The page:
Three-time Olympic gold medallist Bradley Wiggins believes Herne Hill Velodrome’s new track will help young riders follow in his footsteps.
Hugh Robertson, minister for sport and the Olympics, officially reopened the velodrome today after work began to relay the track in July, with 1992 Olympic individual pursuit champion Chris Boardman leading a ceremonial lap on the new surface alongside British Cycling president Brian Cookson and local riders.
“I have such fond memories of Herne Hill, which played an important role in my development as a rider,” said Wiggins, who first started racing on the track aged 12 and who now currently lies third overall at the Vuelta a Espana.
“I remember the buzz I got from racing there when I was younger and that really gave me the bug for the sport. It’s fantastic to see Herne Hill benefiting from this investment – it’s such an iconic facility not just for the local area but for the whole British cycling scene.
“I hope the new track means more young people head down to Herne Hill to learn the ropes, develop their skills and, who knows, start their journey towards Olympic success.”
The £500,000 project was funded by British Cycling through its Sport England investment and from a financial bequest left to the national governing body by the late Leonard Lyes, a life-long supporter of the Herne Hill Velodrome.
The track has been resurfaced using a velodrome-specific covering called MasterTrack – take a closer look here – which contains fine granite stones and is exceptionally smooth, hard and dense, making it ideal for track racing.
“It is fitting that the year before London 2012, we are able to celebrate the refurbishment of the track at one of the key venues from the 1948 Games,” said Robertson.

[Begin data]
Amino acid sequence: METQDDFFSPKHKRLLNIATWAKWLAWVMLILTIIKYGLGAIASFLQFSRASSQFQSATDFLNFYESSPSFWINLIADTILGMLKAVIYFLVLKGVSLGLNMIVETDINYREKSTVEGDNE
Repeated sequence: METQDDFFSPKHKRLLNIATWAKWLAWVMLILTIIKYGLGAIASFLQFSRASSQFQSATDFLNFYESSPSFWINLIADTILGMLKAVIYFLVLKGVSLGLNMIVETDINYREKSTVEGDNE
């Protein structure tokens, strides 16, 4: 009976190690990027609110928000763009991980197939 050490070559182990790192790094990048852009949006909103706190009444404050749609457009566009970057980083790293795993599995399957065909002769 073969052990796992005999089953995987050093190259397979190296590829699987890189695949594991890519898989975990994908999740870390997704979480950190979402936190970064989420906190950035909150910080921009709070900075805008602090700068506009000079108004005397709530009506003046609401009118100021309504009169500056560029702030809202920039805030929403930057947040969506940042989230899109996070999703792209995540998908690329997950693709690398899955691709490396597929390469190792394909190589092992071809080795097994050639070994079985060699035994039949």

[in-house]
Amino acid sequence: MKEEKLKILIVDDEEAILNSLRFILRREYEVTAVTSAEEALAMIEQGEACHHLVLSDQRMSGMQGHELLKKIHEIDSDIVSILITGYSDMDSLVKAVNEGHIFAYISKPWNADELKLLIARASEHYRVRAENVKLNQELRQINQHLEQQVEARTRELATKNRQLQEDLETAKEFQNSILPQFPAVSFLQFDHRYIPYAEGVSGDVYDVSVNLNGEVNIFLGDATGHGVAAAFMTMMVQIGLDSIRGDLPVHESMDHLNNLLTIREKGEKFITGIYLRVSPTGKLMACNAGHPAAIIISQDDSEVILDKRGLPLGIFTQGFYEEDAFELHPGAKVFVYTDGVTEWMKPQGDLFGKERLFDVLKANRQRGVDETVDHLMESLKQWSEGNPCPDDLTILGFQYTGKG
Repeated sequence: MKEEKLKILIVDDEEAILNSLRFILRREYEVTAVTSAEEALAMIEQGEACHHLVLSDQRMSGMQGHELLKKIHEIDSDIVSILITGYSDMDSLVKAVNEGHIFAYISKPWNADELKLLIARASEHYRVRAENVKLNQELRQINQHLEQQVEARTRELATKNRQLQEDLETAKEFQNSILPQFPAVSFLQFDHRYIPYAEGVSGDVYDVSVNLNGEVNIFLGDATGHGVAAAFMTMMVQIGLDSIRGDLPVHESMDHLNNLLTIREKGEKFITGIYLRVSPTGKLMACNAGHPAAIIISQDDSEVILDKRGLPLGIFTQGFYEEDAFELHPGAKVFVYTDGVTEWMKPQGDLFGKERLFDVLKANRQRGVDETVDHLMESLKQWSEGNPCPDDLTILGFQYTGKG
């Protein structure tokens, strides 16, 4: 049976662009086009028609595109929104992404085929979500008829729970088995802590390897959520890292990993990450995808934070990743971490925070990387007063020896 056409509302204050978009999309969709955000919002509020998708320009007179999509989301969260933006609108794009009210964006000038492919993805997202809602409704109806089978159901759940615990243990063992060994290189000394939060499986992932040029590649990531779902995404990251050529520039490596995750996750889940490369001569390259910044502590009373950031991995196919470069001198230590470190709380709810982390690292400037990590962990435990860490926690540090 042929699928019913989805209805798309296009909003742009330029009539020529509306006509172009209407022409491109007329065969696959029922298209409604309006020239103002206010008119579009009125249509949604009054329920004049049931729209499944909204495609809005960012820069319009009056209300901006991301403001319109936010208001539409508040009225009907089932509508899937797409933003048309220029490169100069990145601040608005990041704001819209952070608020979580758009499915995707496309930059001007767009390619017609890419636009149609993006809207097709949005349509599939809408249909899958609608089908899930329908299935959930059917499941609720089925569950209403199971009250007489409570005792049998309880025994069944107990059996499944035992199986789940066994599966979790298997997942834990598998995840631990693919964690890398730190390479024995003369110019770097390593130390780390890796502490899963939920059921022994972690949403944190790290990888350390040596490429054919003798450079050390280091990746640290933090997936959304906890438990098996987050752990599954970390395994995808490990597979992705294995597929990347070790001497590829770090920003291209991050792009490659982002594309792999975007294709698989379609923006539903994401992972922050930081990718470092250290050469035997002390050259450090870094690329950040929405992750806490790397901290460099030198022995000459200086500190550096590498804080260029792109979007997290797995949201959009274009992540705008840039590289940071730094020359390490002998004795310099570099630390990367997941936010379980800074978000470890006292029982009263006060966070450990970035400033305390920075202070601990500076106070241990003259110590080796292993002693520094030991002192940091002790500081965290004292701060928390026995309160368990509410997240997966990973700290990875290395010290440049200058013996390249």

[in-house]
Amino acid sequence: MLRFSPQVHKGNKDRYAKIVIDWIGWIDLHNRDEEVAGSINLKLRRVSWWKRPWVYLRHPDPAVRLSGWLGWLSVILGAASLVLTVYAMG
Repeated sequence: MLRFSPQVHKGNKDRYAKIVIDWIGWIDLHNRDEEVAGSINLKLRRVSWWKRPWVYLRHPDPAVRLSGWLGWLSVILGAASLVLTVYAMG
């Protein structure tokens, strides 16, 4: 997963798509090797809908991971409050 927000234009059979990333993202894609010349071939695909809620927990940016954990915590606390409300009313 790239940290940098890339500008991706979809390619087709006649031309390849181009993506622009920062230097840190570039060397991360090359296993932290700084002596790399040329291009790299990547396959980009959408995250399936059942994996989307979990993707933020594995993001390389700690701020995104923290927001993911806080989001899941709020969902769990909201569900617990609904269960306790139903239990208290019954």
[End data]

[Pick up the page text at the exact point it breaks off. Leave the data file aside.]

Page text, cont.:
“As the popularity of cycling continues to grow, it is vital that people are provided with the facilities and opportunities to ride their bikes, be they young people starting out, serious racers, or others simply cycling to keep fit.
“Thanks to the new track that has been laid Herne Hill now takes its place as one of the country’s leading cycling facilities.”
Cookson added: “It’s fantastic to be here and see the first of what we hope will be a number of improvements resulting directly from the new agreement between British Cycling and The Dulwich Estate.
“Getting a longer-term lease in place was essential in terms of our ability to invest in the new track and make best use of the generous donation from Leonard Lyes.
“I’m sure he’ll be looking down with a smile on his face – we know Herne Hill was close to his heart and this new track will mean it can continue to bring the joy and excitement of cycling to the whole community for many years to come.”
The Dave Creasy Memorial Meeting, the first major event on the new track, takes place this Sunday from 11am.